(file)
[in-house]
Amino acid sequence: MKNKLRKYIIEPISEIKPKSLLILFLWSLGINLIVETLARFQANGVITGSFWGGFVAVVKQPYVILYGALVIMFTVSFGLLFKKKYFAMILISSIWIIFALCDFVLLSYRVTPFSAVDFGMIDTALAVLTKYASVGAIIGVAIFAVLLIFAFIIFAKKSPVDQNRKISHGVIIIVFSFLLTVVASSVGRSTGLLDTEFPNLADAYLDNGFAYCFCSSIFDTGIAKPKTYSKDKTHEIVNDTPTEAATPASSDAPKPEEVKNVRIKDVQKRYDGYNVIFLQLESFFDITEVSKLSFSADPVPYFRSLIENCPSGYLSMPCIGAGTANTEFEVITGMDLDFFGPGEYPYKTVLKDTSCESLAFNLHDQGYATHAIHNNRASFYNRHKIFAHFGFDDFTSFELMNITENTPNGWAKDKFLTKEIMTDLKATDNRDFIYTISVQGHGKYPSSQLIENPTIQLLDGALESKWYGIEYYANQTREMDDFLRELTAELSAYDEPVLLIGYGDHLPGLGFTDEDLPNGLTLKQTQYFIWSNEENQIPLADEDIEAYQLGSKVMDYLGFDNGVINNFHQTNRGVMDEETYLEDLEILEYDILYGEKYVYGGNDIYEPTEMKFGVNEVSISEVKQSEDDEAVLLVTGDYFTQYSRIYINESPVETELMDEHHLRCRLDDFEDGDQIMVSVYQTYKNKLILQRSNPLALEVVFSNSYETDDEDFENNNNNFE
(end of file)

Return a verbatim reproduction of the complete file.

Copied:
[in-house]
Amino acid sequence: MKNKLRKYIIEPISEIKPKSLLILFLWSLGINLIVETLARFQANGVITGSFWGGFVAVVKQPYVILYGALVIMFTVSFGLLFKKKYFAMILISSIWIIFALCDFVLLSYRVTPFSAVDFGMIDTALAVLTKYASVGAIIGVAIFAVLLIFAFIIFAKKSPVDQNRKISHGVIIIVFSFLLTVVASSVGRSTGLLDTEFPNLADAYLDNGFAYCFCSSIFDTGIAKPKTYSKDKTHEIVNDTPTEAATPASSDAPKPEEVKNVRIKDVQKRYDGYNVIFLQLESFFDITEVSKLSFSADPVPYFRSLIENCPSGYLSMPCIGAGTANTEFEVITGMDLDFFGPGEYPYKTVLKDTSCESLAFNLHDQGYATHAIHNNRASFYNRHKIFAHFGFDDFTSFELMNITENTPNGWAKDKFLTKEIMTDLKATDNRDFIYTISVQGHGKYPSSQLIENPTIQLLDGALESKWYGIEYYANQTREMDDFLRELTAELSAYDEPVLLIGYGDHLPGLGFTDEDLPNGLTLKQTQYFIWSNEENQIPLADEDIEAYQLGSKVMDYLGFDNGVINNFHQTNRGVMDEETYLEDLEILEYDILYGEKYVYGGNDIYEPTEMKFGVNEVSISEVKQSEDDEAVLLVTGDYFTQYSRIYINESPVETELMDEHHLRCRLDDFEDGDQIMVSVYQTYKNKLILQRSNPLALEVVFSNSYETDDEDFENNNNNFE